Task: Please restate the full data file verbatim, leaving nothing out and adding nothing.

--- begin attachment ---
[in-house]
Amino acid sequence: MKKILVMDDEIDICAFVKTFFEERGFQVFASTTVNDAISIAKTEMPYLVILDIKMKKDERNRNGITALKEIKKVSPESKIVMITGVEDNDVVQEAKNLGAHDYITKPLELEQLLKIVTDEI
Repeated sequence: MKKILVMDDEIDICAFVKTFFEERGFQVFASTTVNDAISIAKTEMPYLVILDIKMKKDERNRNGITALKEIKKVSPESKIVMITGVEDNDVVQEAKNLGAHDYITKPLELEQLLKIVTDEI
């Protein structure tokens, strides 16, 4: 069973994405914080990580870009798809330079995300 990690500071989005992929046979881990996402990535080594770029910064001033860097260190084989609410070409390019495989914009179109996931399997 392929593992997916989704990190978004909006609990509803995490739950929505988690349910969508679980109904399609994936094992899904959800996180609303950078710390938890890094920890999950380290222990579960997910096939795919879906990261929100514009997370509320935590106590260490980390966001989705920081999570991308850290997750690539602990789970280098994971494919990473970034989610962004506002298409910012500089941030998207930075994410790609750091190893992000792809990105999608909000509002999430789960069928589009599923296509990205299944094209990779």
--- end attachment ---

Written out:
[in-house]
Amino acid sequence: MKKILVMDDEIDICAFVKTFFEERGFQVFASTTVNDAISIAKTEMPYLVILDIKMKKDERNRNGITALKEIKKVSPESKIVMITGVEDNDVVQEAKNLGAHDYITKPLELEQLLKIVTDEI
Repeated sequence: MKKILVMDDEIDICAFVKTFFEERGFQVFASTTVNDAISIAKTEMPYLVILDIKMKKDERNRNGITALKEIKKVSPESKIVMITGVEDNDVVQEAKNLGAHDYITKPLELEQLLKIVTDEI
């Protein structure tokens, strides 16, 4: 069973994405914080990580870009798809330079995300 990690500071989005992929046979881990996402990535080594770029910064001033860097260190084989609410070409390019495989914009179109996931399997 392929593992997916989704990190978004909006609990509803995490739950929505988690349910969508679980109904399609994936094992899904959800996180609303950078710390938890890094920890999950380290222990579960997910096939795919879906990261929100514009997370509320935590106590260490980390966001989705920081999570991308850290997750690539602990789970280098994971494919990473970034989610962004506002298409910012500089941030998207930075994410790609750091190893992000792809990105999608909000509002999430789960069928589009599923296509990205299944094209990779």